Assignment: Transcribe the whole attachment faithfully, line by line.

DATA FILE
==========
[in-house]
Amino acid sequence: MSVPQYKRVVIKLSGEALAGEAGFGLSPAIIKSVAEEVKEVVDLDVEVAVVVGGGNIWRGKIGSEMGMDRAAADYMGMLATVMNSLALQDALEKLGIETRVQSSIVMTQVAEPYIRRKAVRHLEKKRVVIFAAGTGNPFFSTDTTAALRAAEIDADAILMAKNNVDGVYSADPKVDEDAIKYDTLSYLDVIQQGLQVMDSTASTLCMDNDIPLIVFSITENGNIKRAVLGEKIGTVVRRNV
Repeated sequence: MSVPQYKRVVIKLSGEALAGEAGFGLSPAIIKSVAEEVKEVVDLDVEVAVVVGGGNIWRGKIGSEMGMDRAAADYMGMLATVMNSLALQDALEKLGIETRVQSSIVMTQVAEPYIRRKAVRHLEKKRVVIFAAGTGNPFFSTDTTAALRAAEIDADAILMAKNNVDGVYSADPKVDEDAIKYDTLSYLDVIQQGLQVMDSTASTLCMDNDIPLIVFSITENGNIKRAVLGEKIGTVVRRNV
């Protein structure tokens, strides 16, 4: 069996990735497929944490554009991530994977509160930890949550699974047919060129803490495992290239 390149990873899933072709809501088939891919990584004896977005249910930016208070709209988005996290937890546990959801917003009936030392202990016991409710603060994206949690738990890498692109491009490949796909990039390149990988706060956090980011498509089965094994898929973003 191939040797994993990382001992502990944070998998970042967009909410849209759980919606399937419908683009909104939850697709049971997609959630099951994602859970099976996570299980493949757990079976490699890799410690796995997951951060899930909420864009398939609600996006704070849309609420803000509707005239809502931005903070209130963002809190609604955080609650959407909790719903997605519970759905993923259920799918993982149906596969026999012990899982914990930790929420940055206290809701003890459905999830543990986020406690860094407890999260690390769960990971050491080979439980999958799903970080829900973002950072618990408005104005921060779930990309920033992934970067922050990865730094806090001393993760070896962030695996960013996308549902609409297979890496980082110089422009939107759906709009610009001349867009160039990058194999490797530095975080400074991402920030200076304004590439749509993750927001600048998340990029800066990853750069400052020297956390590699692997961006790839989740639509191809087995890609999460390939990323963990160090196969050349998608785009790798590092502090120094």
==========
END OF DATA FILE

[in-house]
Amino acid sequence: MSVPQYKRVVIKLSGEALAGEAGFGLSPAIIKSVAEEVKEVVDLDVEVAVVVGGGNIWRGKIGSEMGMDRAAADYMGMLATVMNSLALQDALEKLGIETRVQSSIVMTQVAEPYIRRKAVRHLEKKRVVIFAAGTGNPFFSTDTTAALRAAEIDADAILMAKNNVDGVYSADPKVDEDAIKYDTLSYLDVIQQGLQVMDSTASTLCMDNDIPLIVFSITENGNIKRAVLGEKIGTVVRRNV
Repeated sequence: MSVPQYKRVVIKLSGEALAGEAGFGLSPAIIKSVAEEVKEVVDLDVEVAVVVGGGNIWRGKIGSEMGMDRAAADYMGMLATVMNSLALQDALEKLGIETRVQSSIVMTQVAEPYIRRKAVRHLEKKRVVIFAAGTGNPFFSTDTTAALRAAEIDADAILMAKNNVDGVYSADPKVDEDAIKYDTLSYLDVIQQGLQVMDSTASTLCMDNDIPLIVFSITENGNIKRAVLGEKIGTVVRRNV
């Protein structure tokens, strides 16, 4: 069996990735497929944490554009991530994977509160930890949550699974047919060129803490495992290239 390149990873899933072709809501088939891919990584004896977005249910930016208070709209988005996290937890546990959801917003009936030392202990016991409710603060994206949690738990890498692109491009490949796909990039390149990988706060956090980011498509089965094994898929973003 191939040797994993990382001992502990944070998998970042967009909410849209759980919606399937419908683009909104939850697709049971997609959630099951994602859970099976996570299980493949757990079976490699890799410690796995997951951060899930909420864009398939609600996006704070849309609420803000509707005239809502931005903070209130963002809190609604955080609650959407909790719903997605519970759905993923259920799918993982149906596969026999012990899982914990930790929420940055206290809701003890459905999830543990986020406690860094407890999260690390769960990971050491080979439980999958799903970080829900973002950072618990408005104005921060779930990309920033992934970067922050990865730094806090001393993760070896962030695996960013996308549902609409297979890496980082110089422009939107759906709009610009001349867009160039990058194999490797530095975080400074991402920030200076304004590439749509993750927001600048998340990029800066990853750069400052020297956390590699692997961006790839989740639509191809087995890609999460390939990323963990160090196969050349998608785009790798590092502090120094």